The science of puppy love and a tribute to my best friend
If you have a dog, chances are, you would do almost anything for them. Those “feels”- they are very real.
While the nuances of dog ownership aren’t all glorious — between the poop bags, fur all over your clothes, and planning your entire life around their bathroom habits — there’s still a powerful and extremely tangible bond that exists between human and dog.
As the owner of a border-collie mix who first crawled into my heart and home almost 15 years ago, I was reminded of this special bond when we got the news that we had to put him down.
This is Willie. He was the rascal puppy who would lick the dishes before they went in the dishwasher. He was the best cross-country skiing and running partner you could ask for. And if he ever saw a squirrel… watch out!
One my my fondest memories of Willie was the first time he saw the moon as a puppy. This moment was also the first and only time he ever howled. As he looked up at the confusing, glowing bright yellow thing in the sky, his little puppy vocal chords belted out a high-pitched “oooowwwhh!”
My wife’s favorite memory is the time she got really sad about something, and Willie — sensing that she was upset — came over to her and wouldn’t stop giving her his paw until she smiled.
It’s moments like these that sink into your heart, memory and build towards the ball of satisfaction and love that you hold for your pet. These memories and moments make your dog something more than just a pet.
You see, Willie wasn’t just my dog and the family dog we all know. In a way, he’s akin to your dog as well.
As pet parents, we understand this incredible bond that exists between human and dog. We just get it. Our pets are our lives.
The bond between people and pets isn’t just the stuff of anecdotes either, it’s science!
There’s been many studies that explain why our warm fuzzy friends give us such warm fuzzy feelings, including a more well-known study by animal behaviorist Takefumi Kikusui. He found that levels of oxytocin, the feel-good chemical, and bonding rise by merely looking into our dog’s googley eyes.
“Our data suggest that owner-dog bonding is comparable to human parent-infant bonding, that is, oxytocin-mediated eye-gaze bonding,” Kikusui said.
“And this is surprising to us because there is not a reproductive relationship between human and dogs, but both of them have acquired similar skills.”
With this innate level of affection that exists, it’s no wonder that there are more pets than children in the US. And that margin is not a small one. According to one source, pets outnumber children 4 to 1.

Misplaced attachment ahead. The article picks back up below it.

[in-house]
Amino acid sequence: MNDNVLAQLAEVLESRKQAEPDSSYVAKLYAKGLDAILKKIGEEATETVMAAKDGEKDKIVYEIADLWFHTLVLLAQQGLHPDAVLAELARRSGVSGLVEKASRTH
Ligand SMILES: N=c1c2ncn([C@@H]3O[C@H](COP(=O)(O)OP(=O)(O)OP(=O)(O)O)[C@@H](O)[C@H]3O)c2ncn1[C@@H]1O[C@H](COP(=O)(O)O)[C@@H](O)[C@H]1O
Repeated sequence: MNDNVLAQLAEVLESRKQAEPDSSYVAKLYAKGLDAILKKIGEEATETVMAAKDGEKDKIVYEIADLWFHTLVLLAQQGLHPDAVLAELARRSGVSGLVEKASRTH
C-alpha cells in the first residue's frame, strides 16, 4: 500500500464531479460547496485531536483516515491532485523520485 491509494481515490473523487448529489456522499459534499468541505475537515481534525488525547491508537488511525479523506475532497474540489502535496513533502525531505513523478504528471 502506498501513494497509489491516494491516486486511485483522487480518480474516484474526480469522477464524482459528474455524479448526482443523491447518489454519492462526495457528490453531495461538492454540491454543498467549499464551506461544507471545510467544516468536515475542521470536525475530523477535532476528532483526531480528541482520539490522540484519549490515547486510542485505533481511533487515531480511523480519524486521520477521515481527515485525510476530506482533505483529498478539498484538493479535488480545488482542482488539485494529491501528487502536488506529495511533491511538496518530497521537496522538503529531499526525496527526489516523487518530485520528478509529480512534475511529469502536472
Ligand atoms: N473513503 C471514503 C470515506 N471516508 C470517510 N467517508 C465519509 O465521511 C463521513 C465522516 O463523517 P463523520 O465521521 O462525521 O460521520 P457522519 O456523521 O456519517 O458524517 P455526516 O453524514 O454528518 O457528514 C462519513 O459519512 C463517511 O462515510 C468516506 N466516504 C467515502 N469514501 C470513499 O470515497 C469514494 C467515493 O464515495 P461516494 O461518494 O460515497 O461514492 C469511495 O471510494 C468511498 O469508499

As a living, breathing example of all the above I could attest to why it hurt so much to have to let my dog go. Willie had been living with a nerve sheath tumor on his left arm for the past several years. It had gotten to the point where it was painful for him to walk without taking medication.
The tumor had also grown so rapidly that it was breaking his skin and causing unsustainable treatment and infections. At Willie’s age removing his arm was not an option. We all knew Willie’s great spirit, and to do an operation like that would have broken it.
As tumor grew and grew, the reality became more apparent, we realized we had to put him down.
I know for a fact there are many people who feel like they are losing a family member when they lose a dog. And that’s quite simply because, our dogs do become a huge part of our families.
Dog ownership is one of the many greatest joys you can experience in life. Dogs are the ultimate example of unconditional love and teach us humans more lessons than we realize. I, along with my entire family, have so many memories and funny stories that will outweigh the heavy heart that comes with losing a pet.
Dogs are goofy, uplifting and truly live up to the moniker of a best friend. I mean, who else will greet you every day like they had been waiting for you their whole life?
Willie was a huge part of my life and a huge reason we (Chris, Dave and I) started Barkly, an on-demand pet care app. We consider Willie, Schroeder, and Atlas (our dogs) cofounders as much as we are.
To help the sadness pass, I know the time will come to rescue another dog someday. But Willie will always have a huge space in my heart. He was the dog that taught me what the joys of pet parenthood are all about. And I hope everyone can experience this joy at some time in their lives.
Willie, happy trails, little guy — the reason thousands of dogs are getting outside to run, walk and play today is because of you.